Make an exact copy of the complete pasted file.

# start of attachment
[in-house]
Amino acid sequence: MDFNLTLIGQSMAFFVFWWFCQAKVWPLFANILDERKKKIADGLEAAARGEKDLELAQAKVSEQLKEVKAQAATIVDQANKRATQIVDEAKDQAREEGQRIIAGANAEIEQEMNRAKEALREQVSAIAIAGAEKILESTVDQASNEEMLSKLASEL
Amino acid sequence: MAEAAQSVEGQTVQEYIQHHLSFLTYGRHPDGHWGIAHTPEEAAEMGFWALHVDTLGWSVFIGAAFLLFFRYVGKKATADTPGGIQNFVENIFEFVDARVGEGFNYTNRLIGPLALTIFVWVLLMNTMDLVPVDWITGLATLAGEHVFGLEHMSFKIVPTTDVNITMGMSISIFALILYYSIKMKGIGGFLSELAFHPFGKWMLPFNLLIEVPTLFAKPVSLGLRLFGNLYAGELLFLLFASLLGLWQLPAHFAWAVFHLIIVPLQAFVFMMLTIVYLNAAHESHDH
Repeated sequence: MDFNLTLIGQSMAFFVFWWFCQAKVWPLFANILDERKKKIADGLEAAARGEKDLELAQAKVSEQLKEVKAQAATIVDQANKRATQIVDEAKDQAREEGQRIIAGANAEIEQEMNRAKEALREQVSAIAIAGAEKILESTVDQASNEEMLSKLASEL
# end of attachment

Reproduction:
[in-house]
Amino acid sequence: MDFNLTLIGQSMAFFVFWWFCQAKVWPLFANILDERKKKIADGLEAAARGEKDLELAQAKVSEQLKEVKAQAATIVDQANKRATQIVDEAKDQAREEGQRIIAGANAEIEQEMNRAKEALREQVSAIAIAGAEKILESTVDQASNEEMLSKLASEL
Amino acid sequence: MAEAAQSVEGQTVQEYIQHHLSFLTYGRHPDGHWGIAHTPEEAAEMGFWALHVDTLGWSVFIGAAFLLFFRYVGKKATADTPGGIQNFVENIFEFVDARVGEGFNYTNRLIGPLALTIFVWVLLMNTMDLVPVDWITGLATLAGEHVFGLEHMSFKIVPTTDVNITMGMSISIFALILYYSIKMKGIGGFLSELAFHPFGKWMLPFNLLIEVPTLFAKPVSLGLRLFGNLYAGELLFLLFASLLGLWQLPAHFAWAVFHLIIVPLQAFVFMMLTIVYLNAAHESHDH
Repeated sequence: MDFNLTLIGQSMAFFVFWWFCQAKVWPLFANILDERKKKIADGLEAAARGEKDLELAQAKVSEQLKEVKAQAATIVDQANKRATQIVDEAKDQAREEGQRIIAGANAEIEQEMNRAKEALREQVSAIAIAGAEKILESTVDQASNEEMLSKLASEL